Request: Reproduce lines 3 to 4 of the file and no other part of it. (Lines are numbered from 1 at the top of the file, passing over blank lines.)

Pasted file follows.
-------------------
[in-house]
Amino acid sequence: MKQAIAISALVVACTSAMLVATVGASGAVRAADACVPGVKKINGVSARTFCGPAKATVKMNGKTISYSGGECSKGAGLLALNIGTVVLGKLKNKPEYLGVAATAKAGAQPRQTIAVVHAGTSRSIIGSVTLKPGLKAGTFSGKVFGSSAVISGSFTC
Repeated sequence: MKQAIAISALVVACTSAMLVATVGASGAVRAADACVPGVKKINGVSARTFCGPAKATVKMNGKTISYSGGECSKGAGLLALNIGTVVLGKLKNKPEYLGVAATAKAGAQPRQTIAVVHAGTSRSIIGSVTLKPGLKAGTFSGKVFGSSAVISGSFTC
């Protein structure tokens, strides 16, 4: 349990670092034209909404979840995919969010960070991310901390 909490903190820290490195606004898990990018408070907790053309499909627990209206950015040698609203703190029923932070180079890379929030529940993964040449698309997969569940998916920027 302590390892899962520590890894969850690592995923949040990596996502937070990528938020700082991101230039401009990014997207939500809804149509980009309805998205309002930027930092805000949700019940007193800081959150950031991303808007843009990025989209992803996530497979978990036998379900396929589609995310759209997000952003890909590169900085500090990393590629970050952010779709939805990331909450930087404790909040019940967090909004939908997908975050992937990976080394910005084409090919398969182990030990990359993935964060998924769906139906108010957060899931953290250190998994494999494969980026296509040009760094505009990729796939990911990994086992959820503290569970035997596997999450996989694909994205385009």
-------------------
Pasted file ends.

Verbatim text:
Repeated sequence: MKQAIAISALVVACTSAMLVATVGASGAVRAADACVPGVKKINGVSARTFCGPAKATVKMNGKTISYSGGECSKGAGLLALNIGTVVLGKLKNKPEYLGVAATAKAGAQPRQTIAVVHAGTSRSIIGSVTLKPGLKAGTFSGKVFGSSAVISGSFTC
């Protein structure tokens, strides 16, 4: 349990670092034209909404979840995919969010960070991310901390 909490903190820290490195606004898990990018408070907790053309499909627990209206950015040698609203703190029923932070180079890379929030529940993964040449698309997969569940998916920027 302590390892899962520590890894969850690592995923949040990596996502937070990528938020700082991101230039401009990014997207939500809804149509980009309805998205309002930027930092805000949700019940007193800081959150950031991303808007843009990025989209992803996530497979978990036998379900396929589609995310759209997000952003890909590169900085500090990393590629970050952010779709939805990331909450930087404790909040019940967090909004939908997908975050992937990976080394910005084409090919398969182990030990990359993935964060998924769906139906108010957060899931953290250190998994494999494969980026296509040009760094505009990729796939990911990994086992959820503290569970035997596997999450996989694909994205385009």